When a client signs on with me--and even before that when he or she makes an inquiry--they not only meet a stationer with a passion for hand lettering, but a passion for love and marriage. They get a cheerleader who wants to learn about how their love began, how God is working through their relationship, and what they hope to encounter in their marriage. They get a designer who finds joy in the details--the handmade, family heirloom touches, rich traditions that make a wedding day speak from the heart of the couple. I specialize in custom suites and I rejoice in deeply knowing my couples so that I can bring their unique love, and the love God has for them, onto paper!

Photography:    Carrie Joy Photography

An interview with Emily

 Favorite saints & devotions: Saints Therese of Lisieux, Catherine of Siena and Anthony of Padua have each been important to me at various points in my life, and I love reading about their lives (which are very different from one another!). However, throughout my entire life, my strongest devotion has been to Mary, our Mother. From watching my great-grandmother pray the rosary five times daily, to learning the Memorare from my best friend's mom--now my Confirmation sponsor--growing up, to choosing Mary as my  patron saint at Confirmation, I've felt a deep love and connection to her Immaculate Heart. My faith is its strongest when I'm praying with Mary daily; I call on her often for fortitude and compassion. I admire Mary's quiet and steady trust in the Lord, and strive to embody that trait in my own life.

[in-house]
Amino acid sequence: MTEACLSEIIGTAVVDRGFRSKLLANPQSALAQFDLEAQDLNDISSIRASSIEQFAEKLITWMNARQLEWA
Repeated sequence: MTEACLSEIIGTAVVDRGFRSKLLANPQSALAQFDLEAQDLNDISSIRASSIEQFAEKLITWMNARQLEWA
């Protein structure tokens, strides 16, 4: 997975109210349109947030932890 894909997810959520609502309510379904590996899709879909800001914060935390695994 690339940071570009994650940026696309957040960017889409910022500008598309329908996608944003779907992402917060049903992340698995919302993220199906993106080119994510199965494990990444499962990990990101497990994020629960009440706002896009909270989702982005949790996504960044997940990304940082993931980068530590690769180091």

Favorite thing about working on weddings: I love working on weddings because I have such a strong devotion to and love for the sacrament of marriage. I have been blessed beyond belief to have grown up surrounded by beautiful examples of marriage in my parents and grandparents, among others. I believe deeply and fiercely in the graces this sacrament pours out, which I have felt tangibly in my life and even more so through the first year of my own marriage.

Marriage is the foundation of the family unit, and I feel called to preserve its sanctity because so many pillars of our culture depend on it.